Once a week we have a big market exhibit with local venders here at NKC. There are fifty tables and tents nested in our courtyard containing colorful items such as; rugs, precious stones, jewelry, homemade DVD’s (meaning you cannot bring them through customs), fur coats, suits per individual measurement, marble cups, wooden carvings and old guns (another customs issue). An Afghan who wants your business and is comfortable with American’s, will ofer their hand to acknowledge the American custom of greeting, however, to some it’s not a welcome exchange. For those particular venders they want the Afghan greeting, which is to put your right hand open palm over your heart, bow your head and say hello. Afghanistan is a harsh environment and daily existence for the Afghan’s is extremely difficult. The result is a life span of 40 years old, and that’s considered old. Religion is the pillar of their culture and surely the measure of their existence. They pray five times a day. The Koran is the pride of a family. For most the Koran has been in the family much longer then we have existed as a country. Afghan’s protect the Koran as we protect our original Declaration of Independence. The conduct in which Afghan’s view men, women, children and dogs is different, I’m new to this place but it doesn’t take long to observe some of our polar differences. Men and women exist in very separate spheres. Men work and socialize together and women are seldom seen in public. Men have affectionate relationships with each other. It’s not unusual on Market Day to see a blanket and pillow set on the ground in the corner of our courtyard for them to comfort and hold each other touring the day. Women exist for a man to produce children, to sire a child is easy, subsequently children don’t have much worth, and a dog is not a pet.
i like looking people in the eye, doing so gives me a glimpse to their soul. Although my perspective is limited, a simple mania like eye contact comes with multiple implications. And if not respected can get you hurt, as some female DOD contractors and soldiers have experienced. For the most part I keep to myself and try not to make eye contact until more is learned. Eye contact from a woman can be an insult, with that said, I’m in a dilemma for a reason that at the market some Afghan venders have been taught U.S. female soldiers have money (see our rank on our uniforms). And know American women are comfortable with the idea of shopping and spending money! To those venders if an American woman doesn’t make eye contact it can be perceived as an insult. Yes, this is difficult stage for me, however, there have been instances I’ve been successful Without being insulting. This is a picture of me negotiating on a rug purchase. He and his son are waiting for me to choose what one I like for my home. They know my rank and are expecting me to purchase from them one of these beautiful carpets. Godfrey, what one do you like the shorter or longer one. Gotta buy one honey…it’s a cultural thing (LOL). These particular venders asked me for a copy of these photos to hang in their shop. (Can someone make a copy on regular paper and sen it to me?). This will help them with business, as things are slow with the current political climate knowing spring marks the beginning of hostilities. I know Vermonter’s are anxious for snow to melt and spring to start showing itself, but her spring means the beginning of the fighting season. We brace ourselves for what the insurgency has been planning over the winter. Security has hampered their efforts….although you did read about the bomb explosion when Chuck Hagel came to visit.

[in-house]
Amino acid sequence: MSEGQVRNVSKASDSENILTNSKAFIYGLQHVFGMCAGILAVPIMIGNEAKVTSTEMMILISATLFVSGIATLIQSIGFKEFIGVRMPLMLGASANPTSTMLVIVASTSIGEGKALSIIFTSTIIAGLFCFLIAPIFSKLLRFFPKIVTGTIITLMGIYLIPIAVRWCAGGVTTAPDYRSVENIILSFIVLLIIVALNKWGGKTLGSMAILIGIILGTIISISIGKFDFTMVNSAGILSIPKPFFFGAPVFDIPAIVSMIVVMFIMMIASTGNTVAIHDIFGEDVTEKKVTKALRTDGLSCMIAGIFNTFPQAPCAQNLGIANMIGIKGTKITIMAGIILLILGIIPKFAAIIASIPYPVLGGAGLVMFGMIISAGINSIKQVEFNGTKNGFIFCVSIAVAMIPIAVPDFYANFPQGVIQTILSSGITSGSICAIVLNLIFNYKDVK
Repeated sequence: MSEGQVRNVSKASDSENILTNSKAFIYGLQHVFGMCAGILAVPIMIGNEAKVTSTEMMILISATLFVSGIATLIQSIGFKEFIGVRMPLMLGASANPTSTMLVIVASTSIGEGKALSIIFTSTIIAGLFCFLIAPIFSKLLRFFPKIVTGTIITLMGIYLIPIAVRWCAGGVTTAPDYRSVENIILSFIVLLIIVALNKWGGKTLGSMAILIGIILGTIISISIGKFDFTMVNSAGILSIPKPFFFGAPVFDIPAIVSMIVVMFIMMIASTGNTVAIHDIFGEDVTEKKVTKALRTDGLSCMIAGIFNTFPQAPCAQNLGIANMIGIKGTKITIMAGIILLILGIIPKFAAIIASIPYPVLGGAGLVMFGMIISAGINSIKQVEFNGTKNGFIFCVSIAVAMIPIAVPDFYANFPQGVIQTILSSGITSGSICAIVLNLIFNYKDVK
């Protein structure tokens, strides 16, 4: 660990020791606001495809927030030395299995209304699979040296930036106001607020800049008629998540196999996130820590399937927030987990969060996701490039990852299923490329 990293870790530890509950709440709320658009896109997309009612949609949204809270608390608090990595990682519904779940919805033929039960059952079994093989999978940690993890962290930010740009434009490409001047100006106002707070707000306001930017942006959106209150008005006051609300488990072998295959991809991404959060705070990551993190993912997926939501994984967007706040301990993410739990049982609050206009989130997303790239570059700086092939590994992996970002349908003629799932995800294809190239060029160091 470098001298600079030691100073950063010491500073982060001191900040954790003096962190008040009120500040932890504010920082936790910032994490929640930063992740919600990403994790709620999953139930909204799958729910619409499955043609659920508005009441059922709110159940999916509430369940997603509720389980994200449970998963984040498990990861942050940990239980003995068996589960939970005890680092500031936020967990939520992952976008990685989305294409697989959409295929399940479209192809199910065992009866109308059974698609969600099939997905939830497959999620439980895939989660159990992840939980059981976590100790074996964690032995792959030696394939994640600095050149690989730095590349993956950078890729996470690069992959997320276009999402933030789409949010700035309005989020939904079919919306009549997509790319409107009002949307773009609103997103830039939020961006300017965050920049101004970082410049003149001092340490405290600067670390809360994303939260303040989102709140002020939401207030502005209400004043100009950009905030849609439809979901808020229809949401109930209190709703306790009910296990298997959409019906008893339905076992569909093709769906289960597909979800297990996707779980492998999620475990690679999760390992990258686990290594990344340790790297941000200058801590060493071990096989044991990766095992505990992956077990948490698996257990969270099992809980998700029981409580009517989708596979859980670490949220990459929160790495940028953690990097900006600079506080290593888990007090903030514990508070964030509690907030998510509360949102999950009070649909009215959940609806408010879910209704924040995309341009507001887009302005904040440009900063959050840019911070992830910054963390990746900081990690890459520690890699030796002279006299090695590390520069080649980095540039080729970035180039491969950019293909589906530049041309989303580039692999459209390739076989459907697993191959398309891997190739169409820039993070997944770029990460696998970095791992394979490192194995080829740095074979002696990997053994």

P.S. in the world of miniature; My “Micro Mini Condo” I have the bottom bunk, and because of rank, no one has the top bunk. My roommate has the exact same small space on the other side of the room. Our bunk beds are divided by two wardrobe closets placed in the middle of tiny micro mini room. It’s all good…a far cry better amenities at my last home of residence, known affectionately as , “the shack”. Amy, I have the shack picture hanging on my mirror reflective of times past! Hey, in Manhattan living in 350sq.ft or less is a popular trend…living the trend in Kabul!
I thank those who have written, sent pictures or packages: Because I work everyday with little “me time”, it’s difficult to keep up and write people individually. I thank my family; Godfrey, Logan, Cooper, Scott, Donna, Cheryl, Greg, Bruce , Kathy, Elizabeth, Alan, Kathi Renaud, Rachel Hill: Also Debbie Gassaway Hayward, Amy Wall, Stacey Eldridge, Cor Trowbridge, Jackie Harris, Linda Griffin, Eric Libardoni, Debbie & Todd Rancourt, Tim Johnson, Robert Macaraeg, George Carrigan, Tim Coon, Glade Taylor, Bahman Mahdavi, Johanna Gardener, Stacey Metzger, Alice Charkes, John McKenna, Maude Lonergan, Remi Demascus, Amelia Lawrence Darrow, John & Peter Duff, Dede Cummings, Elizabeth McLarney, Jay & JoEllen Falk, Sherryl Libardoni, Michaela Harlow, Max Foldeak, Women’s Hockey team, Hatfield Brownie Troop 40077 (Beth Glannini) and the Brattleboro Community, thank you for your support. Please know what you do for my family or me, I hold dear!
LTC Christie Turner